Migraine Quiz

Obesity

Obesity and Headache

Obesity has been called the most common disease in America, although technically I believe dental decay holds that distinction. 

A BMI (Body Mass Index) of 30 or more places an individual at risk for new onset of chronic daily headaches, which is a condition called New Daily Persistent Headache. A BMI of 25 to 30 is considered "overweight." A BMI of 30 to 35 is called class I obesity, 35-40 is class II obesity, and BMI over 40 is class III obesity. Most of the studies that determined a correlation between obesity and migraine also did so at a BMI of 30 or greater, although the most risk was seen for class II obese women of reproductive age. Neither the prevalence of migraine nor the risk of severe headache were increased in older women or men with total obesity or abdominal obesity.

 

The Cause and Effect of Obesity—Are Chronic Headaches Included?

From the decade of the 1960s to the decade of the 1970s, medical epidemiologists, the folks who study statistics about diseases, found that the number of people with headaches, and especially migraines, was increasing.  But they didn't know why. Now, it may partly be due to increased stress in our lives.  And it may partly be that migraines are being diagnosed more.  However, the increasing waistlines of the US may also be contributing to an increase in headache severity. There may a correlation between migraine and both total body obesity and abdominal obesity.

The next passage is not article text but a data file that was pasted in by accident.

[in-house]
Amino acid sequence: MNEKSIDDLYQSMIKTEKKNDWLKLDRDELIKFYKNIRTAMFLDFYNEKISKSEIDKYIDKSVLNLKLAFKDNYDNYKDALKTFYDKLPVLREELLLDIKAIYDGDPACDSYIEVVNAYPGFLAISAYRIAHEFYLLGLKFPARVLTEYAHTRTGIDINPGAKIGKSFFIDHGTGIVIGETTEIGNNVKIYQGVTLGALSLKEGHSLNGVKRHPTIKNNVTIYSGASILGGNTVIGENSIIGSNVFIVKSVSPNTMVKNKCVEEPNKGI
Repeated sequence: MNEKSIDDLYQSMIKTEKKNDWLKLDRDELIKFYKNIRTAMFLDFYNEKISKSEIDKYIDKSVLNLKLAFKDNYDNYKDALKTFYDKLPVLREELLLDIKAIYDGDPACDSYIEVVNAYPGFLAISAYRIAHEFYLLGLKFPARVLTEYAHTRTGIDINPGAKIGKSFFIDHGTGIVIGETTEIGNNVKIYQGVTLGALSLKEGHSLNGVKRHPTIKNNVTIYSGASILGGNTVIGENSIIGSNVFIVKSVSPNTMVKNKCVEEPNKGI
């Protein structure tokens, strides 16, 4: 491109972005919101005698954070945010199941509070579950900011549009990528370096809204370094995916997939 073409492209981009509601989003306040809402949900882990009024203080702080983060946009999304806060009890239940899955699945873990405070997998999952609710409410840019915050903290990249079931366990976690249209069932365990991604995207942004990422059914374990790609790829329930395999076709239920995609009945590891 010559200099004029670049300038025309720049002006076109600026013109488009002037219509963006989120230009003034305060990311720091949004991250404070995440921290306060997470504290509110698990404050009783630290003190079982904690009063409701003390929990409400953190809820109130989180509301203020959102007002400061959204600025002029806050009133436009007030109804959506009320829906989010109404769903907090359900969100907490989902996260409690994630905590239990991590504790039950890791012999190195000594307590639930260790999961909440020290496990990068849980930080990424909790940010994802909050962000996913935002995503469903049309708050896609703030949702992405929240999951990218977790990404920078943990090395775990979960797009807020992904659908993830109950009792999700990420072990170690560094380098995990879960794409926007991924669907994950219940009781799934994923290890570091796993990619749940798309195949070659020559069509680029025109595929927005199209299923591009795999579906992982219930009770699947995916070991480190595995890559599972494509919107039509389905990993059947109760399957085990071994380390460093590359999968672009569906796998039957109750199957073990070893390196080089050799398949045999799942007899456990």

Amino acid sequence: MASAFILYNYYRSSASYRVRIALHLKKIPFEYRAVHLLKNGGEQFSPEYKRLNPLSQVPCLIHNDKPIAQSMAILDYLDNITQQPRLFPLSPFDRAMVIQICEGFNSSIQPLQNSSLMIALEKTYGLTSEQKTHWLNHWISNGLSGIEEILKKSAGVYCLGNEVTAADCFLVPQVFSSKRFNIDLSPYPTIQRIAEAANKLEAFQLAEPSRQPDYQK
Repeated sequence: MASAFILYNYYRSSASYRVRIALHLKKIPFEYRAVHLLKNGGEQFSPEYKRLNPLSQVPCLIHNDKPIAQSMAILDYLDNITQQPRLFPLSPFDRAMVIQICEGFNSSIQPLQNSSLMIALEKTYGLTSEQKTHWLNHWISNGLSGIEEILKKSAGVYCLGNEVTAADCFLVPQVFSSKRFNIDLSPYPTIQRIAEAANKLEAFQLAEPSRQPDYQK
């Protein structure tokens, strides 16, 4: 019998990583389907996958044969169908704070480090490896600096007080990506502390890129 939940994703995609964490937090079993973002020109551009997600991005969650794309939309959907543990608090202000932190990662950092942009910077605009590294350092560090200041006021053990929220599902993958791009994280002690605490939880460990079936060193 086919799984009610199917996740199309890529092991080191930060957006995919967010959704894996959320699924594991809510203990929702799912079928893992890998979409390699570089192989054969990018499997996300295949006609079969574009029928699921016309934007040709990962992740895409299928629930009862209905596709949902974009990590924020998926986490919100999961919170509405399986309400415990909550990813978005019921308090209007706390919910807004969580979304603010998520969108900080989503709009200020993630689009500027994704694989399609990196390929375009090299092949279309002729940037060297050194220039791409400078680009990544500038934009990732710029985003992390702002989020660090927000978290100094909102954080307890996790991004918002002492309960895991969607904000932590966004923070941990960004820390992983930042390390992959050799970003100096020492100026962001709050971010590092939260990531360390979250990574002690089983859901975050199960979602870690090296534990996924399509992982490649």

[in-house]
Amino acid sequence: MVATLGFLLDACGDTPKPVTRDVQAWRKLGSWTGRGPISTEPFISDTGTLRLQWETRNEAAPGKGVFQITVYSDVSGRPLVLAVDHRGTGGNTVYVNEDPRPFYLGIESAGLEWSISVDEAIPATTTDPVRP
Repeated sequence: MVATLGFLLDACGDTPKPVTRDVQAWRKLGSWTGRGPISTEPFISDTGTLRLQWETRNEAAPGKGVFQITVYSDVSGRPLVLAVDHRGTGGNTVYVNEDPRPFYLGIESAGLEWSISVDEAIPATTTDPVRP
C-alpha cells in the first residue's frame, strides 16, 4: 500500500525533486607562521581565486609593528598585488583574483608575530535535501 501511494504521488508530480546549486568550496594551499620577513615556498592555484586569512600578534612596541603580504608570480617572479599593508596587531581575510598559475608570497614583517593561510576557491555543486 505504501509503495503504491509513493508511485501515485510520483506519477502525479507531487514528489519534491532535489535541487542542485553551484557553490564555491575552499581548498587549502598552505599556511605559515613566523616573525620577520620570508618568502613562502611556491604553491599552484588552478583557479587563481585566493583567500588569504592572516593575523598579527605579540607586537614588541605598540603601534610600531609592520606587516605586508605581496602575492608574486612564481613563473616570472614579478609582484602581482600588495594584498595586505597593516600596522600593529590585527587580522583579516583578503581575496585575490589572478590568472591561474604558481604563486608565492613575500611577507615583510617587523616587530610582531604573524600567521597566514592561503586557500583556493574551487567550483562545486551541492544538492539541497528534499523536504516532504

There is emerging evidence to suggest that there may be a correlation between metabolic syndrome and migraine as well. An increased waist-to-hip ratio is one of the diagnostic criteria for metabolic syndrome. Interestingly, there was also an increased rate of headache in the underweight. The best BMI in order to avoid headache is 20. What has not yet been determined is whether there are shared genetic factors that place a given individual at risk for both migraine and obesity, or whether something about migraine and the neurochemical changes that go on in the brain predispose toward obesity.

Studies on Obesity, Migraine, and Other Headaches

In 2002, Dr. Dawn Marcus noted that pro-inflammatory chemicals called cytokines had been discovered in migraine, and that they had been found to be elevated in obesity.  She conducted a small pilot study (61 headache patients) to look for a relationship between obesity and migraine.  She found that obesity was related to headache impact on a validated test of pain severity, psychological distress, and quality of life.  The test scores were significantly higher in obese patients. Medical geneticists are currently hard at work to see whether there is a genetic link between migraine, obesity, hyperlipidemia (elevated cholesterol and other blood fats), high blood pressure (hypertension), and other chronic conditions.